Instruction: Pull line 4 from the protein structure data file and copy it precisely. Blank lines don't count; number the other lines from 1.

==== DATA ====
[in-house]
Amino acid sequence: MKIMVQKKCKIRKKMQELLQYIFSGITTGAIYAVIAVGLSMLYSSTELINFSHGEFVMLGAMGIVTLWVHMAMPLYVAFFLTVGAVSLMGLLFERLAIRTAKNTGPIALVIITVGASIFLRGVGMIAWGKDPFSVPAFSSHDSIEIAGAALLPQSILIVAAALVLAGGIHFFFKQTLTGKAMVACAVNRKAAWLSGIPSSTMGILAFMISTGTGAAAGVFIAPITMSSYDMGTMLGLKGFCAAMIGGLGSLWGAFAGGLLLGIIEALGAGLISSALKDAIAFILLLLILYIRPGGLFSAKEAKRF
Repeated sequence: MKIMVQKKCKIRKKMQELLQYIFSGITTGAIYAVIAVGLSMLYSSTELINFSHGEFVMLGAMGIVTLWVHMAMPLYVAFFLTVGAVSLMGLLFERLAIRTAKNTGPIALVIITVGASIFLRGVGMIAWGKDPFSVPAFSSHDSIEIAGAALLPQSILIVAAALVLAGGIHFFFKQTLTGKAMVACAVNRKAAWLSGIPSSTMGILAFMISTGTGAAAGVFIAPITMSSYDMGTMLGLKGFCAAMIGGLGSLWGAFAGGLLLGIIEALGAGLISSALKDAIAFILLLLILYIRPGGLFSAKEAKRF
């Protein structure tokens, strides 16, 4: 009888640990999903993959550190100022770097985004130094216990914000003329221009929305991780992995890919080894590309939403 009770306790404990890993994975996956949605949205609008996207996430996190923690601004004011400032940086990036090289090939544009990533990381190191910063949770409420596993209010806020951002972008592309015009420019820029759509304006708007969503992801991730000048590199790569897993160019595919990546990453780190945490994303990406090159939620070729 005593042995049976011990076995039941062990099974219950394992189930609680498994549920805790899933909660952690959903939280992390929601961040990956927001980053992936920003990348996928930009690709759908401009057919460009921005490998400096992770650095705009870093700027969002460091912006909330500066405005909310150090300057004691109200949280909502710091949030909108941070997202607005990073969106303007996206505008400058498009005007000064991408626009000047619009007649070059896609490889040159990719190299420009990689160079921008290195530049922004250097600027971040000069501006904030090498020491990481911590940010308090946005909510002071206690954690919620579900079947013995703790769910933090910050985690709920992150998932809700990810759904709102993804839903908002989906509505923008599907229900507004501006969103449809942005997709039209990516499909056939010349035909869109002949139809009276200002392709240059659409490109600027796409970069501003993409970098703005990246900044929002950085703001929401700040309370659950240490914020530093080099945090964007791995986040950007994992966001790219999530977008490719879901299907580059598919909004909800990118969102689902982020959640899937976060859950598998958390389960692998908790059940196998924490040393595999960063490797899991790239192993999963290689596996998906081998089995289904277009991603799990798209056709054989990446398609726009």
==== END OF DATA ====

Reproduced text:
């Protein structure tokens, strides 16, 4: 009888640990999903993959550190100022770097985004130094216990914000003329221009929305991780992995890919080894590309939403 009770306790404990890993994975996956949605949205609008996207996430996190923690601004004011400032940086990036090289090939544009990533990381190191910063949770409420596993209010806020951002972008592309015009420019820029759509304006708007969503992801991730000048590199790569897993160019595919990546990453780190945490994303990406090159939620070729 005593042995049976011990076995039941062990099974219950394992189930609680498994549920805790899933909660952690959903939280992390929601961040990956927001980053992936920003990348996928930009690709759908401009057919460009921005490998400096992770650095705009870093700027969002460091912006909330500066405005909310150090300057004691109200949280909502710091949030909108941070997202607005990073969106303007996206505008400058498009005007000064991408626009000047619009007649070059896609490889040159990719190299420009990689160079921008290195530049922004250097600027971040000069501006904030090498020491990481911590940010308090946005909510002071206690954690919620579900079947013995703790769910933090910050985690709920992150998932809700990810759904709102993804839903908002989906509505923008599907229900507004501006969103449809942005997709039209990516499909056939010349035909869109002949139809009276200002392709240059659409490109600027796409970069501003993409970098703005990246900044929002950085703001929401700040309370659950240490914020530093080099945090964007791995986040950007994992966001790219999530977008490719879901299907580059598919909004909800990118969102689902982020959640899937976060859950598998958390389960692998908790059940196998924490040393595999960063490797899991790239192993999963290689596996998906081998089995289904277009991603799990798209056709054989990446398609726009």